Are We Alone?


Then one night in 1977, a radio telescope in the US picked up a remarkable signal from direction of the constellation Sagittarius…A few days later, a volunteer researcher for Ohio State University’s now-defunct Big Ear radio observatory, named Jerry Ehman, was flipping through the computer printouts generated by the telescope’s scan of the skies on August 15. During those days, such information was run through an IBM 1130 mainframe computer and printed on perforated paper, and then painstakingly examined manually. Ehman spotted a vertical column with the alphanumerical sequence “6EQUJ5,” which had occurred at 10:16 PM EST. Clearly astounded, he wrote the words “Wow!” on the original printout of the signal (Figure 4-1).

Figure 4-1:
Figure 4-1: The “Wow!” signal. Credit: Wikimedia Commons.

The Wow! Signal, as it came to be known, was loud and clear and lasted for 72 seconds. It was defined by a string of letters—6EQUJ5—superimposed in a long sequence of low numbers—ones, twos, threes and fours—the low numbers representing background hum of an ordinary signal. Each digit on the printout represented the intensity of a radio signal, from zero to 35, with intensities over 9 being represented by letters. Thus “U” represented a signal thirty times higher than the background noise level. As the telescope swept across the sky, something extraordinary caused the signal to surge and the computer started outputting letters instead of numbers. What perhaps is most interesting was, the frequency of the Wow Signal resonated at 1420 MHz, right on the fabled hydrogen line, which precisely is the frequency band that Cocconi and Morrison thought could be used by an alien civilization for interstellar signaling.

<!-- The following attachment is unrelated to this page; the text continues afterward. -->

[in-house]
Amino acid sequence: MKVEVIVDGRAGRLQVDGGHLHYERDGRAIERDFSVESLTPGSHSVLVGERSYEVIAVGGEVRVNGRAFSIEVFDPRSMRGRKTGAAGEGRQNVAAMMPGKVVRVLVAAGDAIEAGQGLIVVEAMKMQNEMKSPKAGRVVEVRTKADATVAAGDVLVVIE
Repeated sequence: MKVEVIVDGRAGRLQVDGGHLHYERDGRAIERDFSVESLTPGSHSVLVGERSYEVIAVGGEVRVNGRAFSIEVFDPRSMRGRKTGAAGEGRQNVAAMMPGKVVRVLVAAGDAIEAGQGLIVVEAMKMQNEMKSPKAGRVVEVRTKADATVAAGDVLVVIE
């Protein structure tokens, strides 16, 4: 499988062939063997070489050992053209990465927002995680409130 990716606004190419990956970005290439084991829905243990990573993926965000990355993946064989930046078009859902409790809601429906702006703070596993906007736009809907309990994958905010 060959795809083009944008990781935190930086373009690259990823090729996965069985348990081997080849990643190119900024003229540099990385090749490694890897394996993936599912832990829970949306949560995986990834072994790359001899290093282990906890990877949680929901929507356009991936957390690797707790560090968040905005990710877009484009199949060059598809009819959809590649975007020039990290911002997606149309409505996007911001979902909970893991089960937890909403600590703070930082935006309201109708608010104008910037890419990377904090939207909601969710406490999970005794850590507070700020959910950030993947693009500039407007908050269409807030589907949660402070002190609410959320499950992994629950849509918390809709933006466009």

It could be possible that the Wow! Signal had terrestrial origin. But careful analysis by scientists eliminated that possibility.

Figure 4-2: The “Wow!” signal had the expected shape of a bell curve of intensity of a true space signal recorded by Big Ear.

The signal intensity had the expected shape of a typical narrowly focused bell curve—the intensity of the signal grew as Big Ear approached the signal, and decreased as Big Ear moved away from the signal (see Figure 4-2). This meant that the signal could have originated from a single point in space. Could the signal be produced by a moving object such as a satellite? That possibility was also eliminated because of two reasons. Firstly, only astronomical research is allowed to be conducted at the 1420 MHz frequency (“protected spectrum”), which is why it is extremely unlikely that the Wow! Signal was man made. Secondly, to duplicate the signal, the satellite would have to be located just at the right place, and moving precisely in line with Big Ear, which was highly unlikely as well.

The most significant fact was the signal’s frequency, being so close to the hydrogen line. This, combined with the signal’s intensity distribution over the 72 seconds for which it was recorded, supported the conclusion that the signal originated somewhere near the Chi Sagittarii star group. Interestingly, if the signal indeed came from an alien civilization, it would have required a 2.2 gigawatt transmitter, vastly more powerful than any of the existing terrestrial radio stations.

A search was immediately conducted for a repeat of the Wow! Signal. Scientists scanned the sky in the direction of the constellation Sagittarius, where the signal had originated. More and more sensitive telescopes were used, along with improved software that was designed to find signals among the background noise.

But despite of searching for several decades, the signal has never been found again. The “Wow!” signal remains the only reliably recorded signal apparently received from deep space that has the quality of an intentional signal. Where the signal came from is still a mystery.

We may never know if the Wow! Signal was a message from an alien species, or a radio burst from a natural source that coincidentally hit the hydrogen line.

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